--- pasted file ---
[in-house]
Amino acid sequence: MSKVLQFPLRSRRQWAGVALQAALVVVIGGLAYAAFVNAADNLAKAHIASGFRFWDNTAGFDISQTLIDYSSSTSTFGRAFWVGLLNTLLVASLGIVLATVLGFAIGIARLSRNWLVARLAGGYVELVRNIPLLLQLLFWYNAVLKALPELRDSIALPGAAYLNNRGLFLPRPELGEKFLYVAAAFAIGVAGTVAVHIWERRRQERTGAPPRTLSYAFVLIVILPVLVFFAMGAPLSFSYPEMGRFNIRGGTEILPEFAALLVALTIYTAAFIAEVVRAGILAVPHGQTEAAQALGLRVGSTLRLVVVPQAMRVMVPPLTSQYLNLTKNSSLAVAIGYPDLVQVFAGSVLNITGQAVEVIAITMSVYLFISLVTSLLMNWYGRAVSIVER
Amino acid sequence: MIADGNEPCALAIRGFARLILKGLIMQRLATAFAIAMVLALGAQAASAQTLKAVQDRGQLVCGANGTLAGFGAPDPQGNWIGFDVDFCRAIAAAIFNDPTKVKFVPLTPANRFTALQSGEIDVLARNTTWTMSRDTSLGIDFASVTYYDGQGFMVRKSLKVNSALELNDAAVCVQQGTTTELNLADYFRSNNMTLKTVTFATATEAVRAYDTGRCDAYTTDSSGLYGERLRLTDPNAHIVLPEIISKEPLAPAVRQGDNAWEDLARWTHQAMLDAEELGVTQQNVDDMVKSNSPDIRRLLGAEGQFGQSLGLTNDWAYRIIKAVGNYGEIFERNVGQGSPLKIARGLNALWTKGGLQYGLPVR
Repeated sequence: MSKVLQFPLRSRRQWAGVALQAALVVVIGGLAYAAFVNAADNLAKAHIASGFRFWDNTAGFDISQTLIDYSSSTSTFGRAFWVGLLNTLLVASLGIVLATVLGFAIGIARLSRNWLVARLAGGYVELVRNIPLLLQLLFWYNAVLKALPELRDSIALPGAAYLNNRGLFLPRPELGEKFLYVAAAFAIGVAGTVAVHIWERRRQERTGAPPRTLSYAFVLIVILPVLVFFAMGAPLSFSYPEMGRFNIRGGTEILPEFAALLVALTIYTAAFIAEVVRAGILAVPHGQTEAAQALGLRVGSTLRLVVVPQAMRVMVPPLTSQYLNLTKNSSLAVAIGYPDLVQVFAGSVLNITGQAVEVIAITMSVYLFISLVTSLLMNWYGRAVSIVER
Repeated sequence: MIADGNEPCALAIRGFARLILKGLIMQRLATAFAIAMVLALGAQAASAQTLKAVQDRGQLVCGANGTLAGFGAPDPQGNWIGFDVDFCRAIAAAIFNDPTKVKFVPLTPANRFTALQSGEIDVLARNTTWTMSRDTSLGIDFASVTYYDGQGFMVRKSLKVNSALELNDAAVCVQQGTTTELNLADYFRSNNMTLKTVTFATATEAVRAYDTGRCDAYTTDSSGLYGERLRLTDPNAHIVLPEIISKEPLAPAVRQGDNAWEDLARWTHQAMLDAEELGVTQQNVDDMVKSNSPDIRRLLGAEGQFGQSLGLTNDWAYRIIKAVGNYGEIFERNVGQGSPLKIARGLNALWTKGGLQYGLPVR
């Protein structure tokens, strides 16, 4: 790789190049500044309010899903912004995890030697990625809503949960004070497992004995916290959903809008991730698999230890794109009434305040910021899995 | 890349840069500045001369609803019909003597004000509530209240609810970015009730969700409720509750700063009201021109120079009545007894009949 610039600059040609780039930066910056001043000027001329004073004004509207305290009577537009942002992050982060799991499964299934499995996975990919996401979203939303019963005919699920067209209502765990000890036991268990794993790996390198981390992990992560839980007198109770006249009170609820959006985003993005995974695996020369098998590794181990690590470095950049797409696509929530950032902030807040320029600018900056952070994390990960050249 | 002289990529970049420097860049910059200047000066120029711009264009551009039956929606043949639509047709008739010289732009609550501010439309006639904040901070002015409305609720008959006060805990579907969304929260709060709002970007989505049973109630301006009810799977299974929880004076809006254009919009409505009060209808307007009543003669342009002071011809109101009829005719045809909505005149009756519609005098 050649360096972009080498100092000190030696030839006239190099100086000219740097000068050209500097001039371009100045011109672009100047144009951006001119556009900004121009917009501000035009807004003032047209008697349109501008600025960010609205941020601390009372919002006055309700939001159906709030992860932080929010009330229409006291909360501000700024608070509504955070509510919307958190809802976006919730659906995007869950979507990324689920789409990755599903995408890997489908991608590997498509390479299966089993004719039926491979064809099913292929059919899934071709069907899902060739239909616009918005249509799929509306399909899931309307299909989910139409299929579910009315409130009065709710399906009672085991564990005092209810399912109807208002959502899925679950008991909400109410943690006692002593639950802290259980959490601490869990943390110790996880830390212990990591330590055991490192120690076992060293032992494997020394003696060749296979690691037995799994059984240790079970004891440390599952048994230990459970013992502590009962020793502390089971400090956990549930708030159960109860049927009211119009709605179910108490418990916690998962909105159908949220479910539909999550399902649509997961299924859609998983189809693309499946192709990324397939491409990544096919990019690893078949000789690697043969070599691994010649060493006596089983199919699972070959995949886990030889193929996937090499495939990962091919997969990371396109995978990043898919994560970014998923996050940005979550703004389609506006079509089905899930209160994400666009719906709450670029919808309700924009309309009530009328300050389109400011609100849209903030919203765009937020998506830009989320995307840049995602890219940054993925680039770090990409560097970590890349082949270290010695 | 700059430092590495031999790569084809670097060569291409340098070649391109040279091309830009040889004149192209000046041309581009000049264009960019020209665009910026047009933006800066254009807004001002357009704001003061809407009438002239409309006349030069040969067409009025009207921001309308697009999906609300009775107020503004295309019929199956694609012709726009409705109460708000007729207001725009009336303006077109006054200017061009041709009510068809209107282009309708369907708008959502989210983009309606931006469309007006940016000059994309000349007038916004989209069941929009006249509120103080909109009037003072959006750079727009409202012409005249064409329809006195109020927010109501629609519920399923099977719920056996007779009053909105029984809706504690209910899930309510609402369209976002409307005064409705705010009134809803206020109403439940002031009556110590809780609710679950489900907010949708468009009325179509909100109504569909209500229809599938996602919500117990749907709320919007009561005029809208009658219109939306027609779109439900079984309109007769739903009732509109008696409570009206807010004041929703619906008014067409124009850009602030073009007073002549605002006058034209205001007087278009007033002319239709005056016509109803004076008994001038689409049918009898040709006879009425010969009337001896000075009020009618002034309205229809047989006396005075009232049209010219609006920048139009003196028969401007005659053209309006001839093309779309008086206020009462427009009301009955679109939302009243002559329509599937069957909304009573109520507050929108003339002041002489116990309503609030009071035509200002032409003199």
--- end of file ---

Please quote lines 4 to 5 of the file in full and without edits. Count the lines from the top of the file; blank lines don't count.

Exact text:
Repeated sequence: MSKVLQFPLRSRRQWAGVALQAALVVVIGGLAYAAFVNAADNLAKAHIASGFRFWDNTAGFDISQTLIDYSSSTSTFGRAFWVGLLNTLLVASLGIVLATVLGFAIGIARLSRNWLVARLAGGYVELVRNIPLLLQLLFWYNAVLKALPELRDSIALPGAAYLNNRGLFLPRPELGEKFLYVAAAFAIGVAGTVAVHIWERRRQERTGAPPRTLSYAFVLIVILPVLVFFAMGAPLSFSYPEMGRFNIRGGTEILPEFAALLVALTIYTAAFIAEVVRAGILAVPHGQTEAAQALGLRVGSTLRLVVVPQAMRVMVPPLTSQYLNLTKNSSLAVAIGYPDLVQVFAGSVLNITGQAVEVIAITMSVYLFISLVTSLLMNWYGRAVSIVER
Repeated sequence: MIADGNEPCALAIRGFARLILKGLIMQRLATAFAIAMVLALGAQAASAQTLKAVQDRGQLVCGANGTLAGFGAPDPQGNWIGFDVDFCRAIAAAIFNDPTKVKFVPLTPANRFTALQSGEIDVLARNTTWTMSRDTSLGIDFASVTYYDGQGFMVRKSLKVNSALELNDAAVCVQQGTTTELNLADYFRSNNMTLKTVTFATATEAVRAYDTGRCDAYTTDSSGLYGERLRLTDPNAHIVLPEIISKEPLAPAVRQGDNAWEDLARWTHQAMLDAEELGVTQQNVDDMVKSNSPDIRRLLGAEGQFGQSLGLTNDWAYRIIKAVGNYGEIFERNVGQGSPLKIARGLNALWTKGGLQYGLPVR